Have you ever met or played with Steve?
Jimmy Herring: We’ve played together once or twice and of course I was terrified! He knows that he’s my man and I’ll tell anybody who will listen how great he is. (laughs)
Why do you think you have become sort of the first-draft guy when a killer band needs a baddass lead player?
Jimmy Herring: (laughs) God, man, you know I do not know and I couldn’t begin to understand how that has come to be! (laughs) I’m flattered and unbelievably grateful, but it’s a mystery to me. I’m thrilled to play with anyone who will have me. If anything, working with Bruce Hampton prepared me for life after Bruce. Not just his personality, but the lessons learned along the way. Just endless touring for years, and his tendeny to push us to play things we simply hadn’t played the night before. I didn’t even know what a jam-band was till about ten years ago, and I still don’t fully understand what that means. We always felt it was just a big melting pot. Then it became something of a genre unto itself and that’s hilarious to us! (laughs). Now I’m trying to feel comfortable doing my own album — which I never felt comfortable with before.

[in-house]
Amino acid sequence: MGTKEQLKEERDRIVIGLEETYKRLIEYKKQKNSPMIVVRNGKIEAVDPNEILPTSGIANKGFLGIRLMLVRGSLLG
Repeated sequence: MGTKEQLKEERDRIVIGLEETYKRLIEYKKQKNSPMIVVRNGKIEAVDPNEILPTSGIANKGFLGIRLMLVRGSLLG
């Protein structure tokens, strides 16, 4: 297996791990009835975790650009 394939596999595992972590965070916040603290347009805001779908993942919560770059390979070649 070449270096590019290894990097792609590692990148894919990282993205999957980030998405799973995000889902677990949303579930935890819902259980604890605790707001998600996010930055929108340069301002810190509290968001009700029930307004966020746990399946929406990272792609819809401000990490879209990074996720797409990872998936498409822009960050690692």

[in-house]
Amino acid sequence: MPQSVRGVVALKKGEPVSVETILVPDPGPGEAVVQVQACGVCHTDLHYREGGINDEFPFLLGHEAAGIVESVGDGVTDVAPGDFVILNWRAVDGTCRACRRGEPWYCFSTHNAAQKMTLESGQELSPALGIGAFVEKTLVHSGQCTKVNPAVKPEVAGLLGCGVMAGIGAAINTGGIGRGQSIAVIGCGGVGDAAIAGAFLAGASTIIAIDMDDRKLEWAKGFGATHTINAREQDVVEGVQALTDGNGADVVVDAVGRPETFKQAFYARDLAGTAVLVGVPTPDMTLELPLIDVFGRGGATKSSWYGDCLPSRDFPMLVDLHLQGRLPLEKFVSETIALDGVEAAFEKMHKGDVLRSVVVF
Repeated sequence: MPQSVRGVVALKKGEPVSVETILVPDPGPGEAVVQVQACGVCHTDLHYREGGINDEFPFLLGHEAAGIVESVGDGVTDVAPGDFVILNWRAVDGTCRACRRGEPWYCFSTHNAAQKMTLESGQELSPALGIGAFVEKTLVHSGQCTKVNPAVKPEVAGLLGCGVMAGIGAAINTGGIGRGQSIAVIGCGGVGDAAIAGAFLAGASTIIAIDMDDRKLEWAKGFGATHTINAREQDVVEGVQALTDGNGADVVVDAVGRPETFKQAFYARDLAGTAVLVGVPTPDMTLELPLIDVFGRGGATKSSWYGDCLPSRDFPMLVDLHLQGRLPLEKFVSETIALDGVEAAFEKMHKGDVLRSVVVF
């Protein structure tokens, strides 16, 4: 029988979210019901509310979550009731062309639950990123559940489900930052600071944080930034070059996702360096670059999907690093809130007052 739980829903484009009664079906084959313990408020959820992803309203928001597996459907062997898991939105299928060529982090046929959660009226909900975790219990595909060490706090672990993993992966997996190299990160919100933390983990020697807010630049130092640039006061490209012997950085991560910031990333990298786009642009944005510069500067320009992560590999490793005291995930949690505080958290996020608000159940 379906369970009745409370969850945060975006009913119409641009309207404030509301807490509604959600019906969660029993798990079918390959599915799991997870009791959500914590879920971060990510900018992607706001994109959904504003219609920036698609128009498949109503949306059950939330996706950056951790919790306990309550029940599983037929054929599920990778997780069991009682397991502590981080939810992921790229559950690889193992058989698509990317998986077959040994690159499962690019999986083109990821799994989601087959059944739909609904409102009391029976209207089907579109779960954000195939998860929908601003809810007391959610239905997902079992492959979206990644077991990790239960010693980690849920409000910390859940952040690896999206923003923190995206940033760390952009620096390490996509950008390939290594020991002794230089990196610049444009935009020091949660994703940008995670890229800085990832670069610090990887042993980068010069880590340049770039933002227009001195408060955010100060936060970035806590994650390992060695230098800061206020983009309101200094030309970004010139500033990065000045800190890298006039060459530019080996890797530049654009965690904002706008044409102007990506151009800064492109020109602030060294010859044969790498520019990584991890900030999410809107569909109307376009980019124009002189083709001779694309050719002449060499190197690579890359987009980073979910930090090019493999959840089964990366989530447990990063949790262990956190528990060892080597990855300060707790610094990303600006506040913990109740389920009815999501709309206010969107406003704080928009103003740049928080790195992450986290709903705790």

Jimmy Herring: I just never had the confidence to do it. See, I wrestle on a daily basis with this stuff. Music is a collaborative effort to me. I don’t look at it as one man’s vision. It’s hard for me to say, yeah, this is the Jimmy Herring Band. When I was a teenager, I had a band where I was the leader, but I wasn’t the favorite guy of the rest of the members. I’d rather be friends with someone than stand over their shoulder and boss them around. When you work as a sideman, you only have to have your own stuff together, and I was more up to that task. This record was not supposed to be my record. It was supposed to be a new band with me, Derek Trucks, Jeff Sipe and Oteil and Kofi Burbridge. But Derek was in a very busy situation and just couldn’t commit to it. The rest of the guys said you’ve never done your own record and you’re 47 years old. Just do it! (laughs) Panic was taking a little time off, so here we are. People come up and commend me for not hogging the spotlight on this disc, and I’m glad they some folks have picked up on the trancelike mood a lot of the tunes have in common. There was never any intention to tour, but the musicians expressed an interest in playing live, so I said okay. We haven’t even played a single gig yet and I’m already extremely nervous. (laughs)